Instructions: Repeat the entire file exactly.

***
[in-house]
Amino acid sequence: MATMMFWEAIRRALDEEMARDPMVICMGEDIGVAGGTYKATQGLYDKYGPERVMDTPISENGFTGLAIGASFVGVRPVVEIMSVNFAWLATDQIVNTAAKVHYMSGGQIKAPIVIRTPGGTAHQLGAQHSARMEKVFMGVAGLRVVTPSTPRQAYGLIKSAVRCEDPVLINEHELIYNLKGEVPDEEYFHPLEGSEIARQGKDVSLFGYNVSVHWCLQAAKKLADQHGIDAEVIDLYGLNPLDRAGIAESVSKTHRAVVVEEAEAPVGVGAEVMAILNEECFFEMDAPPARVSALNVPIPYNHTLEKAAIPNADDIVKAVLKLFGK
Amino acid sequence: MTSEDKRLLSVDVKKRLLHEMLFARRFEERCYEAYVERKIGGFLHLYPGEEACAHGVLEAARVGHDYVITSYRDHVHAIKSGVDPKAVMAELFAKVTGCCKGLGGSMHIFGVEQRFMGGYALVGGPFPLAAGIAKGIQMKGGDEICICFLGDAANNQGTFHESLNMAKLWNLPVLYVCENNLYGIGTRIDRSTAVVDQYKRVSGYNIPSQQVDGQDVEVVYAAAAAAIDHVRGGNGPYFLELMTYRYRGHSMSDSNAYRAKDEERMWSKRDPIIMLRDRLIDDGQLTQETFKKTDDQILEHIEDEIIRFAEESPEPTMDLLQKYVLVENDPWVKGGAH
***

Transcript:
[in-house]
Amino acid sequence: MATMMFWEAIRRALDEEMARDPMVICMGEDIGVAGGTYKATQGLYDKYGPERVMDTPISENGFTGLAIGASFVGVRPVVEIMSVNFAWLATDQIVNTAAKVHYMSGGQIKAPIVIRTPGGTAHQLGAQHSARMEKVFMGVAGLRVVTPSTPRQAYGLIKSAVRCEDPVLINEHELIYNLKGEVPDEEYFHPLEGSEIARQGKDVSLFGYNVSVHWCLQAAKKLADQHGIDAEVIDLYGLNPLDRAGIAESVSKTHRAVVVEEAEAPVGVGAEVMAILNEECFFEMDAPPARVSALNVPIPYNHTLEKAAIPNADDIVKAVLKLFGK
Amino acid sequence: MTSEDKRLLSVDVKKRLLHEMLFARRFEERCYEAYVERKIGGFLHLYPGEEACAHGVLEAARVGHDYVITSYRDHVHAIKSGVDPKAVMAELFAKVTGCCKGLGGSMHIFGVEQRFMGGYALVGGPFPLAAGIAKGIQMKGGDEICICFLGDAANNQGTFHESLNMAKLWNLPVLYVCENNLYGIGTRIDRSTAVVDQYKRVSGYNIPSQQVDGQDVEVVYAAAAAAIDHVRGGNGPYFLELMTYRYRGHSMSDSNAYRAKDEERMWSKRDPIIMLRDRLIDDGQLTQETFKKTDDQILEHIEDEIIRFAEESPEPTMDLLQKYVLVENDPWVKGGAH